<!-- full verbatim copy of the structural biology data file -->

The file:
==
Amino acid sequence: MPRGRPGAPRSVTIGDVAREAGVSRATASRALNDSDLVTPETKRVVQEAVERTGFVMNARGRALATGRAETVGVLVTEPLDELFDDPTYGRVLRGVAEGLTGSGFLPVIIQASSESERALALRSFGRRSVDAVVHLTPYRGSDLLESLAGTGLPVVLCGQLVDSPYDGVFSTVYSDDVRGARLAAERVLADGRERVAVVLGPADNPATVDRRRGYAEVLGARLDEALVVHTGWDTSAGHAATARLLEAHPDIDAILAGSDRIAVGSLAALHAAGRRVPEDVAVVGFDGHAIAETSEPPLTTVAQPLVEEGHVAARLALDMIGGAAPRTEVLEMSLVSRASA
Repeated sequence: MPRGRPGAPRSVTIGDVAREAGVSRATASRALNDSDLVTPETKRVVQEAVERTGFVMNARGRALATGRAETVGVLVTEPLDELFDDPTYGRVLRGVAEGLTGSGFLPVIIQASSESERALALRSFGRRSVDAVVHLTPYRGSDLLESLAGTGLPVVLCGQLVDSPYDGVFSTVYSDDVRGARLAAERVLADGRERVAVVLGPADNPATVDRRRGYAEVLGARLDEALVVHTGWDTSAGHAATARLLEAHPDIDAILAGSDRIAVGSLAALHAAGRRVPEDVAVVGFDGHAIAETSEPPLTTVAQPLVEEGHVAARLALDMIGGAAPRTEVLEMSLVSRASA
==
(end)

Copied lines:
Amino acid sequence: MPRGRPGAPRSVTIGDVAREAGVSRATASRALNDSDLVTPETKRVVQEAVERTGFVMNARGRALATGRAETVGVLVTEPLDELFDDPTYGRVLRGVAEGLTGSGFLPVIIQASSESERALALRSFGRRSVDAVVHLTPYRGSDLLESLAGTGLPVVLCGQLVDSPYDGVFSTVYSDDVRGARLAAERVLADGRERVAVVLGPADNPATVDRRRGYAEVLGARLDEALVVHTGWDTSAGHAATARLLEAHPDIDAILAGSDRIAVGSLAALHAAGRRVPEDVAVVGFDGHAIAETSEPPLTTVAQPLVEEGHVAARLALDMIGGAAPRTEVLEMSLVSRASA
Repeated sequence: MPRGRPGAPRSVTIGDVAREAGVSRATASRALNDSDLVTPETKRVVQEAVERTGFVMNARGRALATGRAETVGVLVTEPLDELFDDPTYGRVLRGVAEGLTGSGFLPVIIQASSESERALALRSFGRRSVDAVVHLTPYRGSDLLESLAGTGLPVVLCGQLVDSPYDGVFSTVYSDDVRGARLAAERVLADGRERVAVVLGPADNPATVDRRRGYAEVLGARLDEALVVHTGWDTSAGHAATARLLEAHPDIDAILAGSDRIAVGSLAALHAAGRRVPEDVAVVGFDGHAIAETSEPPLTTVAQPLVEEGHVAARLALDMIGGAAPRTEVLEMSLVSRASA